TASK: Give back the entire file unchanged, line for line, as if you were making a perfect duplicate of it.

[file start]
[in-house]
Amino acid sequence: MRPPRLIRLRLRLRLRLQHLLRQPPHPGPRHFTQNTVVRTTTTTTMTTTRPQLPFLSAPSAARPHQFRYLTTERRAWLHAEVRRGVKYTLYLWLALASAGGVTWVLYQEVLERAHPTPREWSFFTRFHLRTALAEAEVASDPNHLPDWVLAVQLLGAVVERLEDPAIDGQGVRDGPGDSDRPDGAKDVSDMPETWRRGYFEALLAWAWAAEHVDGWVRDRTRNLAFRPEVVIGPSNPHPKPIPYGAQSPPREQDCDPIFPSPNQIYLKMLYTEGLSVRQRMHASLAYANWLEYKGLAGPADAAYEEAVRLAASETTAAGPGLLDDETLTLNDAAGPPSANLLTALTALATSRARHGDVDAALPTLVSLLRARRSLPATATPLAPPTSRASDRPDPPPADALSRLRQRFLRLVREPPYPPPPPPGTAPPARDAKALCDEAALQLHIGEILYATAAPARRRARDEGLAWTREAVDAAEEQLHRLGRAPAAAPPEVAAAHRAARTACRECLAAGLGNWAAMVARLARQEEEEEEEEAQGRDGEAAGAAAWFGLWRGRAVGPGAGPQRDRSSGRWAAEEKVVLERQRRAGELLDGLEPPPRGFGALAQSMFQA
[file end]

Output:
[in-house]
Amino acid sequence: MRPPRLIRLRLRLRLRLQHLLRQPPHPGPRHFTQNTVVRTTTTTTMTTTRPQLPFLSAPSAARPHQFRYLTTERRAWLHAEVRRGVKYTLYLWLALASAGGVTWVLYQEVLERAHPTPREWSFFTRFHLRTALAEAEVASDPNHLPDWVLAVQLLGAVVERLEDPAIDGQGVRDGPGDSDRPDGAKDVSDMPETWRRGYFEALLAWAWAAEHVDGWVRDRTRNLAFRPEVVIGPSNPHPKPIPYGAQSPPREQDCDPIFPSPNQIYLKMLYTEGLSVRQRMHASLAYANWLEYKGLAGPADAAYEEAVRLAASETTAAGPGLLDDETLTLNDAAGPPSANLLTALTALATSRARHGDVDAALPTLVSLLRARRSLPATATPLAPPTSRASDRPDPPPADALSRLRQRFLRLVREPPYPPPPPPGTAPPARDAKALCDEAALQLHIGEILYATAAPARRRARDEGLAWTREAVDAAEEQLHRLGRAPAAAPPEVAAAHRAARTACRECLAAGLGNWAAMVARLARQEEEEEEEEAQGRDGEAAGAAAWFGLWRGRAVGPGAGPQRDRSSGRWAAEEKVVLERQRRAGELLDGLEPPPRGFGALAQSMFQA